A recent FTC settlement highlights the need for companies to oversee their service providers, with respect to both collection of personal information and data security practices.

On April 30, 2018, the U.S. Federal Trade Commission (“FTC”) announced a settlement with BLU Products, Inc. (“BLU”), a Florida-based mobile device manufacturer, resolving allegations that BLU shared sensitive consumer data with a third-party service provider in violation of BLU’s privacy policy and the FTC Act.  

According to the FTC’s complaint released with the settlement:

  • From at least 2015 to November 2016, BLU mobile devices came pre-installed with software from ADUPS Technology Co., LTD (“ADUPS”), a service provider BLU had contracted with to issue security and operating system updates to BLU’s devices.
  • BLU’s privacy policy stated that BLU limits its disclosure of personal information to third-party service providers, who “have access to personal information needed to perform their services … but may not use it for other purposes.” However, ADUPS, through the preinstalled software, had full administrative access to BLU devices and collected and transmitted personal data to its servers in China – including text messages, contact lists, and real-time location information (none of which was necessary for ADUPS to perform its services) – without end consumers’ knowledge and consent.
  • BLU’s privacy policy also stated that BLU implements “appropriate physical, electronic, and managerial security procedures” to “help protect” its end consumers’ personal information. However, preinstalled software on BLU devices contained commonly known security vulnerabilities.  Thus, BLU failed to implement appropriate security procedures to oversee the security practices of its service providers.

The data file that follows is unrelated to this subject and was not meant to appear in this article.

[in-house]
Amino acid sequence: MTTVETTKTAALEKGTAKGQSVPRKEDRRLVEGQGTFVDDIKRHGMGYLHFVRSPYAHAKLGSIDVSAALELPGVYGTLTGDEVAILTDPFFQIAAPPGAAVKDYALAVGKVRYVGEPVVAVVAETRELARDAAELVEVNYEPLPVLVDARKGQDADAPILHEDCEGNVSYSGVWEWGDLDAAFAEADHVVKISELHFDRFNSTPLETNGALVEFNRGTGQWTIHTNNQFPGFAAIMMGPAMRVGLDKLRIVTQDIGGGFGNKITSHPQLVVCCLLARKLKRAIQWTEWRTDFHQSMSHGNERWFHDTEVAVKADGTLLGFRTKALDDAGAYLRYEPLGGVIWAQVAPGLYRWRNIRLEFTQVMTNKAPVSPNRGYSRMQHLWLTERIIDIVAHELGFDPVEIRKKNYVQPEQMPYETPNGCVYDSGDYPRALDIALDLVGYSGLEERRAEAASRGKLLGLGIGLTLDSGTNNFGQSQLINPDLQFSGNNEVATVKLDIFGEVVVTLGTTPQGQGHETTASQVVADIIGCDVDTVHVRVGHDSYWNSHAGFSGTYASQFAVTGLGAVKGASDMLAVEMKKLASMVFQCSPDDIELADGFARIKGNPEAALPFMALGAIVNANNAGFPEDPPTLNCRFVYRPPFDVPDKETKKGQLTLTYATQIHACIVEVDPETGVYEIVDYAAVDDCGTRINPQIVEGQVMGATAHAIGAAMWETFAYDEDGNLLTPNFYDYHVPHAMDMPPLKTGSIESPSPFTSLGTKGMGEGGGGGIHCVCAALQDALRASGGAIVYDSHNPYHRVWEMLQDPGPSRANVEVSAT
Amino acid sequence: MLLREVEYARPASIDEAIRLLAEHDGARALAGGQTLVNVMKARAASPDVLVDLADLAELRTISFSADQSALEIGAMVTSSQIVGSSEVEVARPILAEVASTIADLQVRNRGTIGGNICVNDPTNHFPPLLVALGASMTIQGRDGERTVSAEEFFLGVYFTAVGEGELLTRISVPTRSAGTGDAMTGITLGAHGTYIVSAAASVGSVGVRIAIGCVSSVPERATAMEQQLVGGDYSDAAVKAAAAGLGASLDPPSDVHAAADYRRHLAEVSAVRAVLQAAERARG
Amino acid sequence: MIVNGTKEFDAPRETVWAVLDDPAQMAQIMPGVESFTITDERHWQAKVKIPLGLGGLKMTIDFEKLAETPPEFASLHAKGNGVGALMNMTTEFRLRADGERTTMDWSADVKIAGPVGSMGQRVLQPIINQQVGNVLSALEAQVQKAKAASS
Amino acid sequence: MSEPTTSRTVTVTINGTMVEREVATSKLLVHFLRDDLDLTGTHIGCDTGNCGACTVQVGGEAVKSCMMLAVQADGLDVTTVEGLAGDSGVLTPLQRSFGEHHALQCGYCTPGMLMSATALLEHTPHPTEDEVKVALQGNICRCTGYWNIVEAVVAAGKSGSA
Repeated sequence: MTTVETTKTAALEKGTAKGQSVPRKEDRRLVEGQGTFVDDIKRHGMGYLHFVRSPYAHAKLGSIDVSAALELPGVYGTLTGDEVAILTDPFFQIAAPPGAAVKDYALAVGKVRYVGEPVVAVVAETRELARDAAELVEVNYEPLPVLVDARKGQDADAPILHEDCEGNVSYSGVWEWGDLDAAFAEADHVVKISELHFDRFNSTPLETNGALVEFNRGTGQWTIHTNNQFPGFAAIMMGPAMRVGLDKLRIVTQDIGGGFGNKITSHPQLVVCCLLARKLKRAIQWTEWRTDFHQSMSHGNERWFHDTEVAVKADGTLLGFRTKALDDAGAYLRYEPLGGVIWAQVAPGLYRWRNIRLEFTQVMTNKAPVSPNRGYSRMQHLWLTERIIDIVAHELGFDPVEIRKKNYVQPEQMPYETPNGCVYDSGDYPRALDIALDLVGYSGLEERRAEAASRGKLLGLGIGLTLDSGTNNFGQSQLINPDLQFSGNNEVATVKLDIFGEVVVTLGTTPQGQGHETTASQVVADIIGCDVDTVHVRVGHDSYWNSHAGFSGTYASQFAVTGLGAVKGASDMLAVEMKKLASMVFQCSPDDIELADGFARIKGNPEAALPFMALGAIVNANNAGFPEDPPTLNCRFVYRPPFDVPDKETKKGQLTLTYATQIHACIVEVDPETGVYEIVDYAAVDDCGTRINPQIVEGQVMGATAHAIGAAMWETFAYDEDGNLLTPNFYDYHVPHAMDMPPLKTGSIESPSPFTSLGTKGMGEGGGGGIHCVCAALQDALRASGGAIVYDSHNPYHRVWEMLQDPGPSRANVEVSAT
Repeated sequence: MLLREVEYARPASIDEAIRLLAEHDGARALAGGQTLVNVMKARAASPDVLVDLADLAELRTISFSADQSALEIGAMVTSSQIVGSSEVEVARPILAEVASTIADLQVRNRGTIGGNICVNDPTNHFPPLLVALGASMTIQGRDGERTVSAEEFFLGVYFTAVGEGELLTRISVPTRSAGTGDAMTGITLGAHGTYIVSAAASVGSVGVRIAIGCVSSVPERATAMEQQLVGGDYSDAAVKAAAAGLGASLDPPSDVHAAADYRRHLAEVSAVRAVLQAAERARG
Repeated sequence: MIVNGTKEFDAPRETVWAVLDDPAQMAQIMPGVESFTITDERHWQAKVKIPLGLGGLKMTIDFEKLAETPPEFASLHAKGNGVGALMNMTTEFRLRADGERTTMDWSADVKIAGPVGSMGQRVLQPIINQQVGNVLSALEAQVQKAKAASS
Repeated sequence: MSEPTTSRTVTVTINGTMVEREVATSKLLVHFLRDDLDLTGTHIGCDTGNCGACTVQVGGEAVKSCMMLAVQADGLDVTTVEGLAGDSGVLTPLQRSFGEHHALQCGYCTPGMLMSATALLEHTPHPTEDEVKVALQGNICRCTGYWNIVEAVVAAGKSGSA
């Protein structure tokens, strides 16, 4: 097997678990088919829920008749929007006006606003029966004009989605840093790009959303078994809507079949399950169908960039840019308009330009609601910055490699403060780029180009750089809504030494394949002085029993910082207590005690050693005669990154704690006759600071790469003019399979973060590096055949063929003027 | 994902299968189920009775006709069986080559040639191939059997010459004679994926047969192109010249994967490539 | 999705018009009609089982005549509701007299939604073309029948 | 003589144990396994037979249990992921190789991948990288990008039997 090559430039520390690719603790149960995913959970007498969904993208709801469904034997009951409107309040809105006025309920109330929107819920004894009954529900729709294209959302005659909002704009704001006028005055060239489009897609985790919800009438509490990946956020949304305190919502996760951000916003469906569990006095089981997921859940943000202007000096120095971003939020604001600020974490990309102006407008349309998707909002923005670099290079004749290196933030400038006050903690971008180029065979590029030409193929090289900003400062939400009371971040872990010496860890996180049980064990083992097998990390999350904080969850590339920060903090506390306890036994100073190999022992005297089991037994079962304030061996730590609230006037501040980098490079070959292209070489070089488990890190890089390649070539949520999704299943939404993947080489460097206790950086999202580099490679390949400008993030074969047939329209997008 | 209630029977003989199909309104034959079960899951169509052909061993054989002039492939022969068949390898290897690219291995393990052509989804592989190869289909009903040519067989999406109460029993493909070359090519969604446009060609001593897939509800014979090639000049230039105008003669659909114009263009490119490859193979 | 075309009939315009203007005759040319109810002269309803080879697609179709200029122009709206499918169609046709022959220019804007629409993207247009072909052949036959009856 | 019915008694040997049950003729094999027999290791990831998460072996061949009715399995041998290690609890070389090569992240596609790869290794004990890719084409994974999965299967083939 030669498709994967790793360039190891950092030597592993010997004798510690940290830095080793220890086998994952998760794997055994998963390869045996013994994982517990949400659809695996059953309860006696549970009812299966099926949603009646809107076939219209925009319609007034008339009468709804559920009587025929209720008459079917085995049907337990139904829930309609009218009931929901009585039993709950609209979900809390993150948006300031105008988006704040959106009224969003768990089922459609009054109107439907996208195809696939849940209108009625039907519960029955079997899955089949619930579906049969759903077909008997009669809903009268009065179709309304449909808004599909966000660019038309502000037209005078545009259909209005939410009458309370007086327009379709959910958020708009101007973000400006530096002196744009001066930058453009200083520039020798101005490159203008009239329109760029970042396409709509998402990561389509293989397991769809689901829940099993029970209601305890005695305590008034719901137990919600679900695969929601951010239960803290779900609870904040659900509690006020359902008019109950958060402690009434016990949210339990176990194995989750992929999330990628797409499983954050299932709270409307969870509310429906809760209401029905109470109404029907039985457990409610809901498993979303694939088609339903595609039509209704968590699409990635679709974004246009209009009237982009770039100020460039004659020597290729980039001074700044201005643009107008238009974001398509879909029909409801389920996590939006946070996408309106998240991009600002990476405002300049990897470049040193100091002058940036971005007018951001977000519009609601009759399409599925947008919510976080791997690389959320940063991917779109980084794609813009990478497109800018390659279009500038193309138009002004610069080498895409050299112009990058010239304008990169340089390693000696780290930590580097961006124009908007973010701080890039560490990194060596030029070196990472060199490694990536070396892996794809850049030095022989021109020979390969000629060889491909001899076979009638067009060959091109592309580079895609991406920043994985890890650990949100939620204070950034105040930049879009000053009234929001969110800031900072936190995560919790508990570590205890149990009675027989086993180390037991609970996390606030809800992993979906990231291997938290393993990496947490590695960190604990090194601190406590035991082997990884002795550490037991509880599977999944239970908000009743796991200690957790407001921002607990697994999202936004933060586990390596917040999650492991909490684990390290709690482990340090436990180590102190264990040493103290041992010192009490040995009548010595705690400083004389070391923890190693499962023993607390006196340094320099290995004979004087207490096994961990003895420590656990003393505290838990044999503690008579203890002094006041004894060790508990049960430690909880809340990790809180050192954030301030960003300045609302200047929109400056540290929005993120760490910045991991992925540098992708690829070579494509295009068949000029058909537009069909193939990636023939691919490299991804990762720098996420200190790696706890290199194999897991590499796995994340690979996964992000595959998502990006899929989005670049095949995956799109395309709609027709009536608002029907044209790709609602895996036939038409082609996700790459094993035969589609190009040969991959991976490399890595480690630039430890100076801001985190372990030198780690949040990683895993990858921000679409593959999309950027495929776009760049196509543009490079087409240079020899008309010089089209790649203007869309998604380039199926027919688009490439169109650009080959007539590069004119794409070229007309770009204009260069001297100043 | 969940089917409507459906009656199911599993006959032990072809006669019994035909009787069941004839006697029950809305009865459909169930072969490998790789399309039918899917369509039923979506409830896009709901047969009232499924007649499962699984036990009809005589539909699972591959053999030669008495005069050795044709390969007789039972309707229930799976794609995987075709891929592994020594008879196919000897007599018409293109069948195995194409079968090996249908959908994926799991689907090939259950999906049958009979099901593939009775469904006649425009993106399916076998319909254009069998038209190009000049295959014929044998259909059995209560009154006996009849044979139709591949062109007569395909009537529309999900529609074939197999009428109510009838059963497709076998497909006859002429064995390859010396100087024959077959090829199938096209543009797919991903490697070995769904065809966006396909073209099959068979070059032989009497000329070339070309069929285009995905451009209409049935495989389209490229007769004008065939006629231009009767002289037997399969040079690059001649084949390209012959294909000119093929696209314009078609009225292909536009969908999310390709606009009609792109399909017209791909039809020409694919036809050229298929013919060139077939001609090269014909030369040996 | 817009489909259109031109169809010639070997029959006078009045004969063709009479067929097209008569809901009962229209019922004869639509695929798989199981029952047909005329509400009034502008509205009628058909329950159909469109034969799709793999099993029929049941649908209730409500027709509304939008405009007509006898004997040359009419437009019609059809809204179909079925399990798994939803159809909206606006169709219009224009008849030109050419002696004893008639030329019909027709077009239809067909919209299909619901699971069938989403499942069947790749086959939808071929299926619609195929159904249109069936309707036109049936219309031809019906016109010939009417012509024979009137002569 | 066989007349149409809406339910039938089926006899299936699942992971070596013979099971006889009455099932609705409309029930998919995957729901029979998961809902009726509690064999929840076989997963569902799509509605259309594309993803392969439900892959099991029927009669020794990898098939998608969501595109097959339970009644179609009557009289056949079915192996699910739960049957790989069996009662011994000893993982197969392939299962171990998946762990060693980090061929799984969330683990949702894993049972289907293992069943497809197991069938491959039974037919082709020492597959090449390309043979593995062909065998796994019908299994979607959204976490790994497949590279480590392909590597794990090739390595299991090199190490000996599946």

The complaint charges that these practices constituted false or misleading representations by BLU regarding both disclosure of personal information and data security practices, in violation of the FTC Act.

Under the proposed settlement, BLU must:

  • Abstain from misrepresenting the extent to which it collects, uses, shares or discloses personal data;
  • Implement and maintain a comprehensive, written information security program reasonably designed to address security risks associated with its devices and protect consumer personal information;
  • Undergo third-party assessments of this information security program every two years for the next 20 years; and
  • Provide consumers with clear and conspicuous notice of, and obtain consumers’ affirmative, express consent for, collection of geolocation data or the content of text messages, photos, video communications, or audio conversations.

The proposed settlement order will remain open for public comment through May 30th.

In conjunction with Monday’s settlement, FTC staff released guidance for companies concerned with the privacy and security risks that arise from sharing data with third-party service providers, urging them to “[k]eep a watchful eye on . . . service providers.”  Specifically, the guidance encouraged companies to (i) conduct adequate due diligence on service providers, in order to understand how their services work, what data they will be able to access, and what needs to be done to conform their conduct to the companies’ privacy promises; (ii) clearly set out security and privacy expectations in contracts; and (iii) build in procedures to enable ongoing monitoring of compliance with those agreements.